It explains that gluten is not exclusive to bread and pasta – you can find it in many soups and even hiding in soy sauce. It can also be found in some vitamins and even medications, it warns. Instead, look for alternatives such as gluten-free bread and pastas. But as VeryWell Health warns, “gluten free” on a food label doesn’t always mean it contains no gluten – and there are certain ingredients (such as malt and seitan) that indicate gluten content, it adds.

Alcohol

Speaking of gluten, beer is a major source of it, as you may already know if you have an inflammatory disease. (There are gluten-free beers available, and some of them might even taste good.) There are other reasons to avoid drinking too much beer and other alcoholic beverages if you have a case of RA, explains EveryDay Health.

More specifically, the source notes that drinking excessive levels of alcohol raises something called C-reactive protein, which is a “powerful signal of inflammation.” However, there’s some evidence that moderate drinking may have a positive effect on RA risk – so having a single glass of wine with dinner might actually have some benefits such as reduced inflammation.

Milk and Other Dairy Products

Milk is a healthy source of protein and calcium, among other vitamins and nutrients. It also contains casein, and while it this protein benefits such as muscle regeneration, it’s hard for some people to digest

EveryDay Health notes that some people with RA that are intolerant to milk have developed antibodies to the proteins, but the antibodies can go out of control and start attacking things in the body that aren’t milk. The source suggests looking for almond milk as an alternative, but other sources say looking for low-fat dairy options may also help curb inflammation.

Salty Foods and MSG

Salt cravings are as real to many as sugar cravings, which could have you reaching for a bag of potato chips or other foods such as pizza that are surprisingly high in sodium (that you might not think of as a culprit). Or, you might be tempted to add more salt to your restaurant meal thanks to that salt shaker on the table.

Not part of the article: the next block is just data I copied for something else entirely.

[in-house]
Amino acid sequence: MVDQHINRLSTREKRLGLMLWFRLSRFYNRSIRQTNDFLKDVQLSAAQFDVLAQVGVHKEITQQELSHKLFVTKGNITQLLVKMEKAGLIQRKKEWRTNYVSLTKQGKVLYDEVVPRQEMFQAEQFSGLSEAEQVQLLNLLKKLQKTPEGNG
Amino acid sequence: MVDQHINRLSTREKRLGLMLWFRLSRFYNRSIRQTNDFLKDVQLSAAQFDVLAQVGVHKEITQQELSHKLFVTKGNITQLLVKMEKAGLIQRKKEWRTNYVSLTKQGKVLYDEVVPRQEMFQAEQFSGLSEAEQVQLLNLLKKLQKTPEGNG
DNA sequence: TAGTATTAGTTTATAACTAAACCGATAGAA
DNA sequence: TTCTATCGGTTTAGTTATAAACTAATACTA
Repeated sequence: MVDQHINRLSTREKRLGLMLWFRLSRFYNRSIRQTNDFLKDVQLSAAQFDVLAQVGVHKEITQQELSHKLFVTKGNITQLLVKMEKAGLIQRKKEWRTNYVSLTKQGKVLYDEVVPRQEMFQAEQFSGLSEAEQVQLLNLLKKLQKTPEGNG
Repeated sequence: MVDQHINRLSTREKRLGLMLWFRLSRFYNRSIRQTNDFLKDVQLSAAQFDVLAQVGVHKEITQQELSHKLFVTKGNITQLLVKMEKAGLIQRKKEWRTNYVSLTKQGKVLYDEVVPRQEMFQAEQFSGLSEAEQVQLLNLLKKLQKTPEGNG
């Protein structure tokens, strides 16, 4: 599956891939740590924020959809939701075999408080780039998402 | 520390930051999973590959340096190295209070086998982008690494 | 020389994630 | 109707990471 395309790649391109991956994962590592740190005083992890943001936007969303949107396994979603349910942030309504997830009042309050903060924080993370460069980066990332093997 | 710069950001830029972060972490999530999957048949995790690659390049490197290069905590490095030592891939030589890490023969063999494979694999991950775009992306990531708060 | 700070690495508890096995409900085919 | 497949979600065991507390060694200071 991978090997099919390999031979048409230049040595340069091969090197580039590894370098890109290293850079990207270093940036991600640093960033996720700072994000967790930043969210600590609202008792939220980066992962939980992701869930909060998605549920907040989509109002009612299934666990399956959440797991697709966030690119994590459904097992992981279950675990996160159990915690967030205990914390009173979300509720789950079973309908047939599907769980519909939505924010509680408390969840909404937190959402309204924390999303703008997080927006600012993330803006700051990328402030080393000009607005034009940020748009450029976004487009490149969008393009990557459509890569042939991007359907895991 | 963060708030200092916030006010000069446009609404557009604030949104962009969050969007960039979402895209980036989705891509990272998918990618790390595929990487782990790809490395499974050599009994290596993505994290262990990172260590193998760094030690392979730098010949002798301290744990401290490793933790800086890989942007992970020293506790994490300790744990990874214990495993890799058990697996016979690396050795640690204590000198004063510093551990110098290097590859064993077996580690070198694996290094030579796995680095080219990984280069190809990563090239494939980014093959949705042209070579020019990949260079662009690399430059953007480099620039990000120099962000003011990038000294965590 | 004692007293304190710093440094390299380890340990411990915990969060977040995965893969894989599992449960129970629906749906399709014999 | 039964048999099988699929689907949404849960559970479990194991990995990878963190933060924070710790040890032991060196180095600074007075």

The simplified advice from HealthGrades.com for those with RA is – don’t. “While some salt isn’t usually harmful, excessive salt and other preservatives can contribute to inflammation,” it notes. Meanwhile, MSG in many pre-prepared foods as a flavor enhancer also contains sodium (although considerably less than table salt), and can also trigger inflammation, it notes. Beware of some natural sources of MSG such as tomatoes, soy, and cheese, adds the source.

Coffee

This one can wake you up, or be a tough wake-up call – well, if you have RA, that is. Coffee is mega-popular in the U.S. (more than 180-million people in the U.S. consume it regularly according to EveryDay Health), but it might be secretly worsening your RA symptoms, it adds.

It cites a study that suggests coffee raises anti-cyclic citrullinated protein related to a “specific subtype of RA,” and that you should consider ditching the Joe for a while to see if your condition improves. (Perhaps talk to your doctor if you’re planning on making big dietary changes). However, we also want to point out that stopping coffee suddenly can result in withdrawal symptoms such as headaches and anxiety, and drinking it may also offer some health benefits such as giving you a much-needed energy boost and even reducing diabetes risk.

Jeff Hayward

Jeff Hayward

Jeff has more than 15 years of experience writing professionally about health, travel and the arts among other subjects. He continuously looks to improve his own overall health through exercise, diet and mindfulness. He is also a proud stay-at-home dad that loves taking photographs both professionally and as a hobby.